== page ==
Posts Tagged ‘environment’
February 4, 2016 | by Ben Mauk
Notes on art and apocalypse.
How will the end come? Did it already come? Did we miss it? That we can ask this last question shows just how far our current mood of millenarianism has traveled from its antecedents in the distant and not-so-distant past. As late as Eliot, poets and prognosticators assured us that we would recognize “how the world ends.” Most visions of apocalypse were spectacular, sublime. The possibility that we have instead whimpered our way into some kind of boiling-frog scenario—marked by slow but irreversible global warming, mass human displacement, and a gradually perceptible slide toward famine, disease, war, and extinction—is a radical departure from the convulsive display we’d long been promised.
The first properly apocalyptic writings in the monotheistic tradition are the books of Joel and Zechariah, two of the twelve minor prophets in the Tanakh, or Jewish canon. Joel, whose account may date to the reign of King Josiah, around 800 B.C., and who may therefore be the oldest prophet, begins by describing a coming locust infestation, which he claims will be coincident with famine and widespread misery. The lament transforms into a hallucinogenic description of locusts as God’s army (“the increasing locust, the nibbling locust, the finishing locust, and the shearing locust”), of a fire that consumes the world, and of a day of thick darkness “like the dawn spread over the mountains.” The more famous book of Daniel follows approximately in this mold, albeit with new messianic trappings. Read More »
December 11, 2015 | by Porter Fox
There are more police than protestors at Place de République. White vans block the ten streets leading into the square. Officers wearing black shoulder pads, batons, tear gas canisters, machine guns, pistols, pepper spray, walkie talkies, cell phones, earpieces, sound grenades, assault rifles, plastic shields and handcuffs casually chat as the protest grows. On a side street I watch a policeman pass a large Tupperware container filled with salad around to his fellow officers.
The planet has warmed rapidly since the late nineteenth century, and nearly two hundred countries have come to Paris to talk about it. Protestors from half as many nations came, too, and planned the largest climate march in history. It was supposed to start in Place de République this morning. Since the Paris attacks of November 13, the government of France declared a state of emergency and banned the march, along with most other large public gatherings. Read More »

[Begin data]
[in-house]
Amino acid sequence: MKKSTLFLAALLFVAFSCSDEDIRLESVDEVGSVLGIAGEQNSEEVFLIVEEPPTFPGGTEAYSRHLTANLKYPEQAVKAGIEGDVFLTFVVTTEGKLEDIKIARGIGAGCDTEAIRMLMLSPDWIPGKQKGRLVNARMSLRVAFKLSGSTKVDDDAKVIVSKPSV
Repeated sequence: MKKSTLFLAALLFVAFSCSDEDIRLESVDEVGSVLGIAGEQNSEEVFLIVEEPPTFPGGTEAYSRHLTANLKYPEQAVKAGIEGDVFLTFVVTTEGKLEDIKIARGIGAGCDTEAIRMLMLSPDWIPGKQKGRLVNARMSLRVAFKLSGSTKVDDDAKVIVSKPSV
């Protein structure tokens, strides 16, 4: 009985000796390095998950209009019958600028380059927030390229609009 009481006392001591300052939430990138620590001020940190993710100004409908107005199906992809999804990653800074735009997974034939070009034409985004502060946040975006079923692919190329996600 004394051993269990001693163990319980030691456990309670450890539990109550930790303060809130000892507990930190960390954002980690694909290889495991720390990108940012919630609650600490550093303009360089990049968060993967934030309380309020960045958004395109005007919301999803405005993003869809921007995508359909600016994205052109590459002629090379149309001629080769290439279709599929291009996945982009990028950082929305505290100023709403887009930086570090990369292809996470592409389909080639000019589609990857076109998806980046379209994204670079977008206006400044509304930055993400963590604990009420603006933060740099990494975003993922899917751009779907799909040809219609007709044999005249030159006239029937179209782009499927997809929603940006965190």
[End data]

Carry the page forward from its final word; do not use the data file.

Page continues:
February 21, 2013 | by Zakia Uddin
We traveled from East London in a Zipcar, beating the traffic bound for Lakeside, the out-of-town shopping center. The pier car park was sparsely filled with cars. Abandoned in a corner was a statue of the Virgin Mary the size of an umbrella stand. Out of season, the Essex archipelago lures only the most hardened. By October, the weather is spitting and icy, and its landscape is too bleak and monotonous to qualify as ruggedly beautiful. A Wikipedia entry had told us there are nineteen islands off the coast of Essex, most of them owned by the British Ministry of Defence and contracted to private companies testing ammunitions. The individual entries were nearly all stubs, waiting to be filled in. An archipelago struck a curious exotic note in a place associated mostly with commuting, military test sites, and, most recently, “constructed reality” television.
American import Jersey Shore inspired The Only Way is Essex, a show similarly centered on the intricate love lives of pneumatic people living in an area derided for being culturally bankrupt, despite its proximity to one of the most exciting cities in the world. Jersey’s Essex County was even named after the UK’s own historical Essex, in 1683. Maybe there’s no need to make analogies between the UK’s Essex and anywhere else because its reputation is internationally bad, and we don’t defend it. The county town Chelmsford, where I was born, was voted eighth best place to live in the UK on the prerecession property-porn show Location Location Location. Residents promptly rang in to call it soulless; flashy on one hand and tedious on the other, like a nouveau riche neighbor with dull preoccupations. Read More »
June 14, 2010 | by John Jeremiah Sullivan
It’s strange that, right as you confer on me the undeserved (but I hope not wasted) honor of Southern Editorship, this region would reclaim its hold on the American imagination. I refer to the underwater live feed of the oil leak. Are you watching it? Down here we do little else. I made these notes on the experience. They may not be appropriate for the new blog. You said on the phone, if I remember, that you wanted to cover “the intersection of culture and everyday life.” But the leak has simply overpowered culture, to the extent that anything happening in that department now assumes a ghoulish cast.You can feel the other millions of people watching, especially late at night, and at times there has even been a Lincoln’s Death Train quality to this thing, a sense of shared, and deliberately prolonged, mass shock.
On YouTube, collections have formed of people’s favorite moments from the feed, sequences they found beautiful, or ones that appear to support a theory they developed about something BP did and lied about.
When something odd occurs in the frame—when three orange sponge-looking objects float by, for example, or when a striped tube-shaped thing rises up at the left and vanishes into the oil—there’s this reflex to call out to the others, and verify that they’ve seen it.
One clip going around shows an eel that swims up to the plume and hangs out for a few seconds, like, What the . . .
It looks as if they’ve somehow beamed a Victorian-era smokestack to the bottom of the ocean, and it’s billowing brown ash.Read More »